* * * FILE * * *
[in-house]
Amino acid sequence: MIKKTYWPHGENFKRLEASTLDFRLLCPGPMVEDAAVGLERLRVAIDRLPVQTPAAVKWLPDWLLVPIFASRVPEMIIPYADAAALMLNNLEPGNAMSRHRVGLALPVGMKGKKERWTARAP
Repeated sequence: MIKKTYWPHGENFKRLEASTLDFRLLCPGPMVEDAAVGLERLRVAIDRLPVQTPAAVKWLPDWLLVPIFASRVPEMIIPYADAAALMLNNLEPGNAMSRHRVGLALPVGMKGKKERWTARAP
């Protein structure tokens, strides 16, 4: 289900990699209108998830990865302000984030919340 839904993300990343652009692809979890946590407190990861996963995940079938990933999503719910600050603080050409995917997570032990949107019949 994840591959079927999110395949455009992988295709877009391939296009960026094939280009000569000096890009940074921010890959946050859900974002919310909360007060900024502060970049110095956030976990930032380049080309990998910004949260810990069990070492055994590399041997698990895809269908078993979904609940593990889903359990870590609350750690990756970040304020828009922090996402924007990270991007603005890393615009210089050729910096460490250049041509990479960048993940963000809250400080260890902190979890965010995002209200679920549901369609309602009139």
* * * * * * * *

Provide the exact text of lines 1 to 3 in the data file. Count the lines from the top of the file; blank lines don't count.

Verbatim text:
[in-house]
Amino acid sequence: MIKKTYWPHGENFKRLEASTLDFRLLCPGPMVEDAAVGLERLRVAIDRLPVQTPAAVKWLPDWLLVPIFASRVPEMIIPYADAAALMLNNLEPGNAMSRHRVGLALPVGMKGKKERWTARAP
Repeated sequence: MIKKTYWPHGENFKRLEASTLDFRLLCPGPMVEDAAVGLERLRVAIDRLPVQTPAAVKWLPDWLLVPIFASRVPEMIIPYADAAALMLNNLEPGNAMSRHRVGLALPVGMKGKKERWTARAP